For projects such as edging a flower bed, we have the chopstones. Again, I have it in a variety of colors; in fact all the same colors as what I listed for the flagstones, but including the white (limestone), limestone with rusty color, gray, a tan/champagne color, the creamy brown/tan of the Milsap, some darker earth colors with moss on them, a purple colored one, that is irregular in dimensions, along with a golden brown of the same properties. Also, I have one called Painted Desert Chop, which has purple, green, whitish tan, reddish tan, and orange, all mixed together. As far as price goes, they run from $125 per ton on the low end, to $240 per ton on the high end. Any chopstone 4" thick will cover roughly 40 square feet per ton, with a few exceptions due to density versus the weight of individual pieces. Most 4" tall chopstones will run 120 linear feet per ton, 6" tall will get around 100, and 8" tall will get around 80, again with a few exceptions.

Construction; houses, commercial buildings, etc. Most chopstones are suitable for going up the walls of a house, if you want the more uniform, regular look. If you want a more random, rustic look, we have what we call building stone, or field stone. Basically, it's flagstone, but thick as shit. Around 4" thick. All the same colors as I listed for flag stone, but including the white austin. The fieldstone runs in price from $140 per ton up to $205 per ton, and covers roughly 40 square feet per ton.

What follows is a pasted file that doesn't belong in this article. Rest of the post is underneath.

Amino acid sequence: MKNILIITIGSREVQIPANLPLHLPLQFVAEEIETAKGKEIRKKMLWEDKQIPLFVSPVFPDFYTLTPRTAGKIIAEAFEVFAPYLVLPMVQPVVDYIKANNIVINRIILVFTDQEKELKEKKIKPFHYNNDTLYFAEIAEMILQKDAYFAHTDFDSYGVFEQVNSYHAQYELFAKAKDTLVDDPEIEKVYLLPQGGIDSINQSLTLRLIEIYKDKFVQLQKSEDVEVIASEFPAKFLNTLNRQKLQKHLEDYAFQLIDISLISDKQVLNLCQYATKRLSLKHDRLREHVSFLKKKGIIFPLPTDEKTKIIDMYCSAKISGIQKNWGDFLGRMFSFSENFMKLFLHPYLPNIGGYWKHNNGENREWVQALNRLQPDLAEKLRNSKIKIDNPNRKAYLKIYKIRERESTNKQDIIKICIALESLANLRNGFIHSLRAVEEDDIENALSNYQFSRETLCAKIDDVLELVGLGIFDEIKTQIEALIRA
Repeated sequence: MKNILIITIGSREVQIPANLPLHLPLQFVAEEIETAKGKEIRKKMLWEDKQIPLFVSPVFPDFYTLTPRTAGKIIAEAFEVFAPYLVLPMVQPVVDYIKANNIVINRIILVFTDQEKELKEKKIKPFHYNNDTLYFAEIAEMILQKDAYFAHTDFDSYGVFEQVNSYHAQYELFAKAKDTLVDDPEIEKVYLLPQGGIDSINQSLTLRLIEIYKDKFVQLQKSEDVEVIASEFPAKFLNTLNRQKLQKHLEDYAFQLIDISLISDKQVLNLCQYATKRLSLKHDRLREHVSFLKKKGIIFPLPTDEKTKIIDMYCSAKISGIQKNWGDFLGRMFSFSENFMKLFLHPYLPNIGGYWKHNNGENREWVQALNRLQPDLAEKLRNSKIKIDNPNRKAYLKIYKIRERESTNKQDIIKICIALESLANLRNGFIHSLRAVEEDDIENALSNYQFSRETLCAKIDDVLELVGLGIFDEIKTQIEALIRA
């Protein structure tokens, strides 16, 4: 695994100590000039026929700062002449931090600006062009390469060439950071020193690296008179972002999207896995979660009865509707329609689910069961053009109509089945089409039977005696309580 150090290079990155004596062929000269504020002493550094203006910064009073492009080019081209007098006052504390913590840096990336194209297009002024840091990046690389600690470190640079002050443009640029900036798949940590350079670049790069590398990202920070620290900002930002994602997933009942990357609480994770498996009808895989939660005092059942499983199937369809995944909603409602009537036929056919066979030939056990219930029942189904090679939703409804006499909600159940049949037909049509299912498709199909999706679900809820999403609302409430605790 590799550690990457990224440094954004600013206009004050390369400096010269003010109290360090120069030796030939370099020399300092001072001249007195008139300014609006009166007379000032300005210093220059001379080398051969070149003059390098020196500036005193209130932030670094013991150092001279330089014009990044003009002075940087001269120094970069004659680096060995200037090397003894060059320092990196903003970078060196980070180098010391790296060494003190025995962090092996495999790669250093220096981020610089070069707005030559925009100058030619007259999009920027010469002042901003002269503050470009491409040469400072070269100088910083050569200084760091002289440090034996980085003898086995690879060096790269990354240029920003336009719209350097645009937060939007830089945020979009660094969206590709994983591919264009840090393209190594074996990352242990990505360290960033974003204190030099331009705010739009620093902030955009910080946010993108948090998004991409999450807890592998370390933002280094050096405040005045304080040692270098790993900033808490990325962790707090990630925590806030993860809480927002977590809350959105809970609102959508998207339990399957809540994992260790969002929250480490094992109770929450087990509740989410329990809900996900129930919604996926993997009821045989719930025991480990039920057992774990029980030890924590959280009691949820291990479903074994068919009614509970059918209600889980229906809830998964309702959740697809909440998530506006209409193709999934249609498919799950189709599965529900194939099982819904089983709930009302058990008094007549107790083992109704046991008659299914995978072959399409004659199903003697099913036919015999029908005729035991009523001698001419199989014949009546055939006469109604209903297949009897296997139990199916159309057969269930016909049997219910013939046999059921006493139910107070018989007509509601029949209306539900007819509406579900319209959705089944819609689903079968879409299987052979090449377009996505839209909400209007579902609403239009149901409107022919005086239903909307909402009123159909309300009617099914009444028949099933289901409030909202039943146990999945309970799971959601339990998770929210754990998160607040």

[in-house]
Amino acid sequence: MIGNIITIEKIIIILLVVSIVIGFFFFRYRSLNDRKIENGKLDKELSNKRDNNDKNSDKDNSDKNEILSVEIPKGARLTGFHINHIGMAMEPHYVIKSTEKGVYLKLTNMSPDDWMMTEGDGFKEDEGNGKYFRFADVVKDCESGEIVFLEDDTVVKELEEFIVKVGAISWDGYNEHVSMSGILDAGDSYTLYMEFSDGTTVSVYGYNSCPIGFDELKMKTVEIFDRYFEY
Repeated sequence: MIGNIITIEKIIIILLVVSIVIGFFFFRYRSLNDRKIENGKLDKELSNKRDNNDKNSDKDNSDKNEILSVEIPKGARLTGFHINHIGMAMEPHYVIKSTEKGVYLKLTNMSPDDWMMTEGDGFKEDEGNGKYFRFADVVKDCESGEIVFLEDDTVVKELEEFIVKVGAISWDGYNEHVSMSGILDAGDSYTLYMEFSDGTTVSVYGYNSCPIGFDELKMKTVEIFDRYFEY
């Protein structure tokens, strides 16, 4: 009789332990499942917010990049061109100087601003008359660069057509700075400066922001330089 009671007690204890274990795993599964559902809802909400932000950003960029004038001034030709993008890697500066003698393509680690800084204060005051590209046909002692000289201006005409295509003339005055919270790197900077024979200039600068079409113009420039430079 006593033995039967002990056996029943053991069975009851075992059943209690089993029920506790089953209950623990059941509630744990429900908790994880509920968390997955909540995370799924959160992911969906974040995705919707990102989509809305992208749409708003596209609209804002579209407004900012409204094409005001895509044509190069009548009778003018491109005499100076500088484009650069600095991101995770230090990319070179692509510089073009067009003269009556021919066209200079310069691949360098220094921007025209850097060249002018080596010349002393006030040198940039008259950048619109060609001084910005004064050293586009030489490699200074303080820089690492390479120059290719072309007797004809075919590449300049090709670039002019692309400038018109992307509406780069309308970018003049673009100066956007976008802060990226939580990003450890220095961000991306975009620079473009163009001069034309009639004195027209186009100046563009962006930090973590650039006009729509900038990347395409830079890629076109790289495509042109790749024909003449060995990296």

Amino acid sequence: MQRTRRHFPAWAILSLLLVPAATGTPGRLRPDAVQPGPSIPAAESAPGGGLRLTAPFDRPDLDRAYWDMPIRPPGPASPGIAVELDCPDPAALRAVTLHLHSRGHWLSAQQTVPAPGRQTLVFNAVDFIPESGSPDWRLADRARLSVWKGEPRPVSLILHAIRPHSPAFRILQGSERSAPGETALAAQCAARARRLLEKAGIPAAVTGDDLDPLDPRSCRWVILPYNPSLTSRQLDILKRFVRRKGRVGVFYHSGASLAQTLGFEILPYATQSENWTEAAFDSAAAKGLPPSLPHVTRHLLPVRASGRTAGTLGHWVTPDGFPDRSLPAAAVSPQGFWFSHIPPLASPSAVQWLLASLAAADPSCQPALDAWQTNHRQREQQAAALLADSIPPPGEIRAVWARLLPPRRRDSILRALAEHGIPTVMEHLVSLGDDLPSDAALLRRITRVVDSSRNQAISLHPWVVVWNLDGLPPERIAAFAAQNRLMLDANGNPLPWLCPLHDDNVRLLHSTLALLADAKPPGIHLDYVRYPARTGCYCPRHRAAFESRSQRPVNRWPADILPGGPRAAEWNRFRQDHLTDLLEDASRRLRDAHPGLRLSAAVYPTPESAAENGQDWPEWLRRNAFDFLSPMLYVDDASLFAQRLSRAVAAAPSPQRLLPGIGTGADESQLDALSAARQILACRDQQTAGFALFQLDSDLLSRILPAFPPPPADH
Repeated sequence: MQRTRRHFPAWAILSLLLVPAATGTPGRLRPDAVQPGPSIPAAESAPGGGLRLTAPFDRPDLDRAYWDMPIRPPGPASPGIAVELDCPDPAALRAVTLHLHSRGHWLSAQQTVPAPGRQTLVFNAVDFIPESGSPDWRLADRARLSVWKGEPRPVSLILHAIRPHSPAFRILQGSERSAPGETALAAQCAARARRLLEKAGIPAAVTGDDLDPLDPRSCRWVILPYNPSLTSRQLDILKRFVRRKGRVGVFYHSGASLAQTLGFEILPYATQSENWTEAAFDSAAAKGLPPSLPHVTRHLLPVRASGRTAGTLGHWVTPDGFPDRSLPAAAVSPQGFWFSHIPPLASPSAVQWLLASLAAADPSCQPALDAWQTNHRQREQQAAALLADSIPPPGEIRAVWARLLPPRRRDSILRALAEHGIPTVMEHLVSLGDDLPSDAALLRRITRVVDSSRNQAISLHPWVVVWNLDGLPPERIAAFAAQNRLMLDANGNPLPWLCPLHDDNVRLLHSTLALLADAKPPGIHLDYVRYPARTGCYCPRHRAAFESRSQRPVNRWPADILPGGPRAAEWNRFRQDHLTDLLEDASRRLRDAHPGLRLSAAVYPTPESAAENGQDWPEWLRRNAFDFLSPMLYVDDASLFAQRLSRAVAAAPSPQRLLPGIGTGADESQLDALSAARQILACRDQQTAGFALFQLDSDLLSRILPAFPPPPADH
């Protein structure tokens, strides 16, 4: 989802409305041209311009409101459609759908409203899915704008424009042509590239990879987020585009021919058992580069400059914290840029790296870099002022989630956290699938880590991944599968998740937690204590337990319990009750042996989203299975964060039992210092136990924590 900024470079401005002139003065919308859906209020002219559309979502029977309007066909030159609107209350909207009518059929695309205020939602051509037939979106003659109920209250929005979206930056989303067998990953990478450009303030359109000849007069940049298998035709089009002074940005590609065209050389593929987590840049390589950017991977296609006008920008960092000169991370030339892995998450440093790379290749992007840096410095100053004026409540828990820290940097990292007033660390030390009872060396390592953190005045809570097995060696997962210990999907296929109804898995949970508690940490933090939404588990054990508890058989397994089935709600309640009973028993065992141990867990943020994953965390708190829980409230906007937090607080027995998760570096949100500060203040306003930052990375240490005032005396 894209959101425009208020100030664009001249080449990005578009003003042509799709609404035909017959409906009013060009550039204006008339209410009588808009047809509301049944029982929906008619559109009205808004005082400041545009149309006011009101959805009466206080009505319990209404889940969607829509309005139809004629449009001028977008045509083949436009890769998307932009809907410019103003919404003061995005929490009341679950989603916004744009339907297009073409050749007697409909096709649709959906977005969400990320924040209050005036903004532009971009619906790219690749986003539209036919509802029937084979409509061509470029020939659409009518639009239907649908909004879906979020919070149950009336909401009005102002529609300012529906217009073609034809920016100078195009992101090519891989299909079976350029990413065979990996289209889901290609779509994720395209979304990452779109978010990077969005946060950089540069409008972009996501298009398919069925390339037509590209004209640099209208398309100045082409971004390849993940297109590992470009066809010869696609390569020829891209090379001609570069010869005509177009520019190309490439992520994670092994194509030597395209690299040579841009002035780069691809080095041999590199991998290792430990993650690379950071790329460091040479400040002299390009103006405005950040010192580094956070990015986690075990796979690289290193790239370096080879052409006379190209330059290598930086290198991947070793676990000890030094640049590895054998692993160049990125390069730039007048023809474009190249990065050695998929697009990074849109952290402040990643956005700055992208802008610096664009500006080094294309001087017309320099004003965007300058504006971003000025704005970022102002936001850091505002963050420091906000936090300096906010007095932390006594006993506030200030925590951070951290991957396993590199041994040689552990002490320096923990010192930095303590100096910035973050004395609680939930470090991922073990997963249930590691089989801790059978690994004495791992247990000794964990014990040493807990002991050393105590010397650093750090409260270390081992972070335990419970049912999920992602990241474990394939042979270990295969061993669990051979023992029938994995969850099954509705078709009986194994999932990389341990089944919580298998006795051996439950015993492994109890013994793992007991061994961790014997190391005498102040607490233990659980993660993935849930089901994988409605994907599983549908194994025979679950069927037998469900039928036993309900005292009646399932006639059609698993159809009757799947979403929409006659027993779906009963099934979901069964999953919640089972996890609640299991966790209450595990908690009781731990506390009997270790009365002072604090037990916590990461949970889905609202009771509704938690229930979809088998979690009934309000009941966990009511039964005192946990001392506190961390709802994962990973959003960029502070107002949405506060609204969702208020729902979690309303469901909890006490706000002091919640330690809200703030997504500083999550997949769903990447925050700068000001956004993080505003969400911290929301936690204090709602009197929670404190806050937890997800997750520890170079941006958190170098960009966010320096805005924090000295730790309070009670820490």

Landscaping; almost any stone can be used for landscaping, but what we consider landscaping stone are boulders (big and small, mossy), creek rock (tan earthtones) and Colorado River rock (small, smooth, and multicolored). This stuff can range in price from $150 per ton up to $180 per ton, with 1 item costing up to $335 per ton. Basically, just decoration for your yard. The mossy boulders can be from the size of a baseball or softball, up to a volleyball, then up to the point where it takes two or three people to flip one over. Then, the next step up is the size where equipment is required to move them. The Colorado River Rock runs in size from 2", 2-4", 3-6", and 5-8". The creek rock we don't really have separated by any particular size, but think from fist sized to basketball sized.


We also recently started selling bulk material: Pro Bedding Mix ($40), Hardwood Mulch($30), Top Soil ($25), Granite Sand ($55), 1" and 5/8" Granite ($55),
3/8" Granite ($45), Concrete Sand ($45), Native Pea Gravel ($55), Rocky Mountain River Rock ($200), Native River Rock ($55), Masonry Sand ($25), and Decomposed Granite ($55). All Prices on these materials are by the cubic yard.


Anything else yall wanna know, feel free to ask.
 

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LUCIFER
Joined
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5,462 Posts
Discussion Starter #8
We used stone similar to this...



They come in all sorts of shapes and sizes. We built ours on our own and frankly I'd probably do it again. There are a lot of little things you can do to make them stronger and last awhile and I'm just not certain the lower cost "pros" do shit like that....then there is not guarantee the higher cost ones will either.

Anyway, those type of stones have lips on them to help hold their position as well and they are somewhat easy to place.

Decided on stone like this, Windsor Stone to be exact. Has a redish color to it. Lowe's has it for $1.84 each, I'll be needing about 125-130 stones.

Considering doing this myself, I'm being quoted $675 from a Landscape Comp. That's stones with install. I can get the stones myself for about $225, is it worth $400+ to have someone else do it? Also, I have no idea what I'm doing! LOL